While this is an interesting way to structure a book, starting every story in the so-called normal world tends to reduce conflict in the opening chapter, by definition: according to the fine folks who plot this way, the potential conflict is what knocks the protagonist out of his everyday world.

I find this plotting assumption fascinating, because I don’t know how reality works where you live, but around here, most people’s everyday lives are simply chock-full of conflict. Gobs and gobs of it. And if you’re shaking your head right now, thinking that I must live either a very glamorous life or am surrounded by the mentally unbalanced, let me ask you: have you ever held a job where you didn’t have to work with at least one person who irritated you profoundly?

Having grown up in a very small town, my impression is that your garden-variety person is more likely to experience conflict with others on the little interpersonal level in a relatively dull real-life situation than in an inherently exciting one — like, say, a crisis where everyone has to pull together. Having had the misfortune to work once in an office where fully two-thirds of the staff was going through menopause, prompting vicious warfare over where the thermostat should be set at any given moment, either hot enough to broil a fish next to the copy machine or cool enough to leave meat, eggs, and ice cubes lying about on desks for future consumption, let me tell you, sometimes the smallest disagreements can make for the greatest tension.

I know, I know: that’s not the way we see tension in the movies, where the townsfolk huddled in the blacked-out supermarket, waiting for the prehistoric creatures to attack through the frozen food section, suddenly start snapping at one another because the pressure of anticipation is so great. But frankly, in real life, people routinely snap at one another in supermarkets when there aren’t any prehistoric beasts likely to carry off the assistant produce manager, and I think it’s about time more writers acknowledged that.

I’m bringing this up for good strategic reasons: just because you may not want to open your storyline with the conflict of the book doesn’t necessarily mean that you can’t open it with a conflict. Even if you have chosen to ground your opening in the normal, everyday world before your protagonist is sucked up into a spaceship to the planet Targ, there’s absolutely no reason that you can’t ramp up the interpersonal conflict on page 1.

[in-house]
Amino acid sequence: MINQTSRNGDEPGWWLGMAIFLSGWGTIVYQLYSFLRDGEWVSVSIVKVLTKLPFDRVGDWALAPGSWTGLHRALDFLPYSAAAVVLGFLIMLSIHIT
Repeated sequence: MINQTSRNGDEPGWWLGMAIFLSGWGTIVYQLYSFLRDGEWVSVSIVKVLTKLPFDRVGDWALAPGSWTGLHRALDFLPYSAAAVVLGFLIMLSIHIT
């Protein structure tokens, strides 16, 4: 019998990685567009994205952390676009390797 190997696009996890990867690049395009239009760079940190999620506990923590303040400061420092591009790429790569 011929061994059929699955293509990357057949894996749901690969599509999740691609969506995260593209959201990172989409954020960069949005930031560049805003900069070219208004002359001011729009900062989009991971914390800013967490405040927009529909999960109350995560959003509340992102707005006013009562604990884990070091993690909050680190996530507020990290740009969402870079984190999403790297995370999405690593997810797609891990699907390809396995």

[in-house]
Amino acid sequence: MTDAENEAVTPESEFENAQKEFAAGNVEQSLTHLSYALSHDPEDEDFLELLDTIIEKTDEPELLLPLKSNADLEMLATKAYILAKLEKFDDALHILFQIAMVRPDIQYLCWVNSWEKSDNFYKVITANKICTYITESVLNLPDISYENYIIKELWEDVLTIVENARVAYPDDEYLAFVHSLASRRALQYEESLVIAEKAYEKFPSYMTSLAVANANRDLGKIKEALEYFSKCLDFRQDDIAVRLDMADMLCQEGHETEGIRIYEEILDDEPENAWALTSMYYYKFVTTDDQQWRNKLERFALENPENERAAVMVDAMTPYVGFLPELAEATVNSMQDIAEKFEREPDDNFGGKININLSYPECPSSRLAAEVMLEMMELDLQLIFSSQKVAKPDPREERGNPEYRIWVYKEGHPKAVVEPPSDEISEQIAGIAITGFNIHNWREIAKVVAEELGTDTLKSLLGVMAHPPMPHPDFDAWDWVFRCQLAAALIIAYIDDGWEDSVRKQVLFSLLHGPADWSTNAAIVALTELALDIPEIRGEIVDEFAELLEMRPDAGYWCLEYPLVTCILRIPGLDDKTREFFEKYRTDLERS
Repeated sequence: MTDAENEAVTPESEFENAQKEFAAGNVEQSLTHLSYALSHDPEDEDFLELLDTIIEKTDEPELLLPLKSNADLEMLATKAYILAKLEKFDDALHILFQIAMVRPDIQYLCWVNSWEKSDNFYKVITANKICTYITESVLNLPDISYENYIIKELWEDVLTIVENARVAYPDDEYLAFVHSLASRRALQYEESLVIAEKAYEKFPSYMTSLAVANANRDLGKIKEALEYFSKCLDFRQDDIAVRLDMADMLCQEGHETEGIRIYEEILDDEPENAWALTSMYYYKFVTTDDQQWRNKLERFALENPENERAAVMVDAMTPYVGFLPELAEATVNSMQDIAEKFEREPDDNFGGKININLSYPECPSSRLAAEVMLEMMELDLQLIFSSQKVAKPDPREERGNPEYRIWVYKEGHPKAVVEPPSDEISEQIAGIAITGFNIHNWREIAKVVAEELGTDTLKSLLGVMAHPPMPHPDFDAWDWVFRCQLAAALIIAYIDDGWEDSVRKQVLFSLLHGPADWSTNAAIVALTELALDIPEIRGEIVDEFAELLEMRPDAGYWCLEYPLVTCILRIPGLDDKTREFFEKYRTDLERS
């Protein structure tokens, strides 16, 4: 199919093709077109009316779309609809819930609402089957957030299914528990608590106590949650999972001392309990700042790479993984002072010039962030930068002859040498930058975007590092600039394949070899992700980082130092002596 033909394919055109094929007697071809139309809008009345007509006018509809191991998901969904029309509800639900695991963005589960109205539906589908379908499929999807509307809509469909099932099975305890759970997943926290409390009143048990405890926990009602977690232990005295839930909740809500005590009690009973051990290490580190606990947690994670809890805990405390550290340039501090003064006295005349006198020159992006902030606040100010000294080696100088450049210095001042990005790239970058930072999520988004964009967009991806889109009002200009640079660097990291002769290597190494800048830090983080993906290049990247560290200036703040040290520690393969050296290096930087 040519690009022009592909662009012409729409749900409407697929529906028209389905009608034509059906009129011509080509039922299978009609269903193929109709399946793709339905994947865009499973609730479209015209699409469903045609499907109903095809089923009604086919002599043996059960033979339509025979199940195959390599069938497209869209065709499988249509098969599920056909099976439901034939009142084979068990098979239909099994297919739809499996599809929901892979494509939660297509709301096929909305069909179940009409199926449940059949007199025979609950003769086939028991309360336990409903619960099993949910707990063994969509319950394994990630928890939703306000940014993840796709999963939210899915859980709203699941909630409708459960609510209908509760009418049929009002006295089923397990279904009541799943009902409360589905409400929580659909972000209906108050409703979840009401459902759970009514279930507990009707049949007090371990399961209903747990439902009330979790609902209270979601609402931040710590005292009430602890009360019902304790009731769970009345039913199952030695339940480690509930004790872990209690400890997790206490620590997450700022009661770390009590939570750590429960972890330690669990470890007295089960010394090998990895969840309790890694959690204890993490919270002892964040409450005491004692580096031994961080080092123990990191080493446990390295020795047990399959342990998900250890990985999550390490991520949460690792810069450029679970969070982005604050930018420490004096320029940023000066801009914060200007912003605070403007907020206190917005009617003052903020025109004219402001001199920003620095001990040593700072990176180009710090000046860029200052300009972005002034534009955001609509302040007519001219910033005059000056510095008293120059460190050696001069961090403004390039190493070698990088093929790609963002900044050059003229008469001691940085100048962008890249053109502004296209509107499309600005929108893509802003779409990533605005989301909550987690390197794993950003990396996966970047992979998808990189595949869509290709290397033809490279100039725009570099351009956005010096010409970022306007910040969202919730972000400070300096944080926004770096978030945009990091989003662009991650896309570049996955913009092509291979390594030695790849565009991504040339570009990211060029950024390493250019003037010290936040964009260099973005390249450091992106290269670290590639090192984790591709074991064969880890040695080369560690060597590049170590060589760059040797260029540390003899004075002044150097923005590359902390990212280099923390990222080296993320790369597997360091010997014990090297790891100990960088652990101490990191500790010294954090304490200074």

Or, to put it a trifle less delicately, it will not outrage the principles of realism to make an effort to keep that screener awake throughout your opening paragraphs. Or, indeed, on any page of your manuscript.

What was that shopworn industry truism again? Oh, yes: in a novel or memoir, there should be conflict on every single page.

Do I spot some hesitantly raised hands out there, perhaps ones that have been waving in the air since I posted yesterday? “But Anne,” some courteous souls protest, “conflict to me equals fighting, and I’m trying to show that my protagonist is a normal person, a nice one that the reader will grow to love. How do I present my sweet, caring protagonist as likable if she’s embroiled in a conflict from page 1? Is it okay to have the conflict going on around her in which she doesn’t actually get involved?”

Ah, you’ve brought up one of the classic aspiring novelist’s misconceptions, courteous protesters, one that’s shared by many a memoirist: the notion that what makes a human being likable in real life will automatically render a fictionalized version of that person adorable. It’s a philosophy particularly prevalent in first-person narratives. I can’t even begin to estimate the number of otherwise well-written manuscripts where the primary goal of the opening scene(s) is apparently to impress the reader with the how nice and kind and just gosh-darned polite the protagonist is.

Butter wouldn’t melt in any of their mouths, apparently. As charming as such people may be when one encounters them in real life, from a professional reader’s point of view. they often make rather irritating protagonists, for precisely the reason we’re discussing today: they tend to be conflict-avoiders.

Which can render them a trifle, well, dull on the page. Since interpersonal conflict is the underlying basis of drama (you might want to take a moment to jot that one down, portrayers of niceness), habitually conflict-avoiding protagonists tend to stand in the way of both plot and character development. Instead of providing the engine that moves the plot forward, they keep throwing it into neutral, or even reverse, in an effort to keep tempers from clashing.

Like protagonists who are poor interviewers, the conflict-shy have a nasty habit of walking away from potentially interesting scenes that might flare up, not asking the question that the reader wants asked because it might offend another of the characters, or even being just so darned polite that their dialogue doesn’t add anything to the scene other than conveying that they have some pretty nifty manners.

These protagonists’ mothers might be pleased to see them conducting themselves so well, but they make Millicent want to tear her hear out.

“No, no, NO!” the courteous gasp. “Polite people are nice, and polite people really do talk courteously in real life! How can it be wrong to depict that on the page?”

Oh, dear, how to express this without hurting anyone’s feelings…have you ever happened to notice just how predictable polite interchanges are? As I mentioned last time, they’re generic; given a specific set of circumstances, any polite person might say precisely the same things — which means that if the reader happens to have been brought up to observe the niceties, or even knows someone who has, s/he can pretty much always guess what a habitually polite character will say, and sometimes do, in the face of plot turns and twists.

And predictability, my friends, is one of the most efficient dramatic tension-killers known to humankind.